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Autumn Hazards – Why conkers are bad

Conkers and Autumn go together. They conjure up the essence of that ‘back to school’ feeling, perhaps because their gorgeous glossy mahogany colour echoes the shiny leather of new shoes.

When we see an abundant scattering of conkers under a horse chestnut tree, it’s hard to resist the temptation to pick a few up and put them in our pocket for later. Quite what we’ll use them for is another thing.

But although humans may be irresistibly drawn to conkers, you might be surprised to hear that they can be toxic for our four-pawed friends.

What is a conker, exactly?

Conkers are the seeds of the horse chestnut tree. They’re contained in a bright green prickly covering that has to be broken open to reveal the seed inside.

Conker facts

  • There’s no proof that conkers repel spiders.
  • However, the triterpenoid saponin in conkers could deter moths.
  • Horse chestnut extract is said to improve circulation.
  • Deer and wild boar can safely eat conkers.
  • Despite the name of the tree, the seed of the horse chestnut is toxic to horses.

When do conkers appear?

Conkers usually start to fall from the trees in late September. The fact that the World Conker Championships take place on 11 October in Northamptonshire this year suggests that conker aficionados expect to be able to collect some prize specimens in early October.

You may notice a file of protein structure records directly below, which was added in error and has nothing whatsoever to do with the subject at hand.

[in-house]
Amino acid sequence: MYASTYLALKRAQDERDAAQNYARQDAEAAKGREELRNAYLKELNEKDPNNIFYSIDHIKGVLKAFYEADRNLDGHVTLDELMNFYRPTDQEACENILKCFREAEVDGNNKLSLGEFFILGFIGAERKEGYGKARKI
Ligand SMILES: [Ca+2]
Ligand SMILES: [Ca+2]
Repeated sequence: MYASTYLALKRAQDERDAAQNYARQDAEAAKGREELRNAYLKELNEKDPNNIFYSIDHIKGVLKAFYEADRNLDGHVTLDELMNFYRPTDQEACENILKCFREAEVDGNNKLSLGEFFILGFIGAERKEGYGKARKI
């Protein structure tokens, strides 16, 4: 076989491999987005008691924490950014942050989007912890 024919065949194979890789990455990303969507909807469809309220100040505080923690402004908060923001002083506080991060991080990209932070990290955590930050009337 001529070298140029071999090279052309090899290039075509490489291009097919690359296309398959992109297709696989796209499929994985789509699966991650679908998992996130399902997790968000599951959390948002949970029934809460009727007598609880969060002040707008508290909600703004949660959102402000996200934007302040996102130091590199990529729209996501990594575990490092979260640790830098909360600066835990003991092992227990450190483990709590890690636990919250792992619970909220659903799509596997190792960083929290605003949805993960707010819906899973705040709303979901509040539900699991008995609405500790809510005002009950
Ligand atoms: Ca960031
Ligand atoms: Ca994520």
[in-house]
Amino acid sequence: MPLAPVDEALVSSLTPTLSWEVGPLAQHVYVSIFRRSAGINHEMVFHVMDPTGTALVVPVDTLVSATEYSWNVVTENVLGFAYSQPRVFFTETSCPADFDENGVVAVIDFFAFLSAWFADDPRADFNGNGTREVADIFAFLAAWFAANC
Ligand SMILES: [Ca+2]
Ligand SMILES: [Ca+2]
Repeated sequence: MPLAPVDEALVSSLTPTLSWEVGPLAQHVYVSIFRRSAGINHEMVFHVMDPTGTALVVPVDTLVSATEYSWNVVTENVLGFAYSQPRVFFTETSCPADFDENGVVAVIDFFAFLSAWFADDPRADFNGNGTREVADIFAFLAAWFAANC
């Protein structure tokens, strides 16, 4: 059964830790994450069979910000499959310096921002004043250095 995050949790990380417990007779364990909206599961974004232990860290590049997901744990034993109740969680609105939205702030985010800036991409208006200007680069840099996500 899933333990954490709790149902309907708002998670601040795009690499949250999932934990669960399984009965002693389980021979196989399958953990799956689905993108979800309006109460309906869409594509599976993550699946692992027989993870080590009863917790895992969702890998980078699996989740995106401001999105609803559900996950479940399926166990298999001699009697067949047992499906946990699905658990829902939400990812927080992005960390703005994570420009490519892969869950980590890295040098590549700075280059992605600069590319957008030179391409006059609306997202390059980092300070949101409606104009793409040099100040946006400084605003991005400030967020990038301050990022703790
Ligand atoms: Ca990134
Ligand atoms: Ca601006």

This means that September to early October is the key time to expect to see conkers spreading out under horse chestnut trees this Autumn.

Toxic to eat for dogs

Eating conkers can be hazardous for dogs. This is due to a chemical component in the seed called aesculin, which is also present in the leaves and bark of horse chestnut trees. Conkers are extremely bitter, which generally deters dogs from eating them. However, every Autumn, sadly, some dogs are poisoned after eating conkers.

If your dog has eaten conkers, you might see the signs within an hour to six hours. Symptoms of horse chestnut poisoning include:

  • Vomiting
  • Diarrhoea
  • Drooling
  • Abdominal pain
  • Disorientation
  • Excessive thirst
  • Loss of appetite
  • Seizures
  • Muscle tremors

A high dose of aesculin – caused by eating several conkers – could affect the central nervous system and might even be fatal for your dog.

How to treat conker poisoning

If you suspect that your dog has eaten conkers, you should take them to a vet straight away.

Your vet is likely to give your dog a treatment that will induce vomiting and might wash out your dog’s stomach too. Your pup might also need an intravenous drip.

If there’s an internal blockage caused by conkers, surgery may be necessary.

Stay alert

Luckily, with the right treatment, most dogs recover from horse chestnut poisoning.

In the meantime, while you’re out and about this Autumn, steer clear of the spreading chestnut tree, tell your kids that conkers are poisonous for dogs, and carry a toy to distract your pup from those beguiling mahogany brown seeds.